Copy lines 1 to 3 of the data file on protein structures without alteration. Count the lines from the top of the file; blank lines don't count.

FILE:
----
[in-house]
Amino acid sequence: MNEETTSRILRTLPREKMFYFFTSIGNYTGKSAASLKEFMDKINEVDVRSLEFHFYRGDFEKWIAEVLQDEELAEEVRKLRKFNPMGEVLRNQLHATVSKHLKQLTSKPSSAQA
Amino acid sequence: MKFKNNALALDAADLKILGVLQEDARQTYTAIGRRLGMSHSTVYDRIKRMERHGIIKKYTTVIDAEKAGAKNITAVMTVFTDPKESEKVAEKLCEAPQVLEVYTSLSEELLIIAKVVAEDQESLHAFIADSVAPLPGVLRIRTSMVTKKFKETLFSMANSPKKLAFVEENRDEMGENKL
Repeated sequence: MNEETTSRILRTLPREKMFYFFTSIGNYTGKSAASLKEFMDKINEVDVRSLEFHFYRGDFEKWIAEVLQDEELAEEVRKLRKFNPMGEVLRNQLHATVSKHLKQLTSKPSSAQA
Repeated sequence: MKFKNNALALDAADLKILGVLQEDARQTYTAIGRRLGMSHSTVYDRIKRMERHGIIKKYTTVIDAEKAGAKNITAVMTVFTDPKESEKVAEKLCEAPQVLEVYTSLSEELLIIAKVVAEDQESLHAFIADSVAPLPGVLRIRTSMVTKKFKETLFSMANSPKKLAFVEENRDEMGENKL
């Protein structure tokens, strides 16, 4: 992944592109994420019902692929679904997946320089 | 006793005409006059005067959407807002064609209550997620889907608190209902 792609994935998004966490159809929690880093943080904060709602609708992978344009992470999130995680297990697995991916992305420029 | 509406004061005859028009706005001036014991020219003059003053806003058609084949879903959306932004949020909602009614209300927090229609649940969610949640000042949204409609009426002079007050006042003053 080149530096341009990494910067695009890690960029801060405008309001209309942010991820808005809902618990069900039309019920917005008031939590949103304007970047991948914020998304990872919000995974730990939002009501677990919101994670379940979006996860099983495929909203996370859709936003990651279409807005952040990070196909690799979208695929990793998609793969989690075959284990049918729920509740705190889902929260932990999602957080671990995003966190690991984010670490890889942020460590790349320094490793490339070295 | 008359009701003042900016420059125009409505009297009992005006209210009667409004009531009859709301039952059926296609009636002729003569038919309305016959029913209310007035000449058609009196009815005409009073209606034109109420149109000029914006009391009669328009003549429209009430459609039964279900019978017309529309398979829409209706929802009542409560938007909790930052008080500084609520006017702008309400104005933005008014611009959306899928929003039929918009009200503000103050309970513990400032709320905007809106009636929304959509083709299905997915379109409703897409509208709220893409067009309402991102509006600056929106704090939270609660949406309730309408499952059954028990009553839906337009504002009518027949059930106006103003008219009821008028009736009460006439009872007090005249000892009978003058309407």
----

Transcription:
[in-house]
Amino acid sequence: MNEETTSRILRTLPREKMFYFFTSIGNYTGKSAASLKEFMDKINEVDVRSLEFHFYRGDFEKWIAEVLQDEELAEEVRKLRKFNPMGEVLRNQLHATVSKHLKQLTSKPSSAQA
Amino acid sequence: MKFKNNALALDAADLKILGVLQEDARQTYTAIGRRLGMSHSTVYDRIKRMERHGIIKKYTTVIDAEKAGAKNITAVMTVFTDPKESEKVAEKLCEAPQVLEVYTSLSEELLIIAKVVAEDQESLHAFIADSVAPLPGVLRIRTSMVTKKFKETLFSMANSPKKLAFVEENRDEMGENKL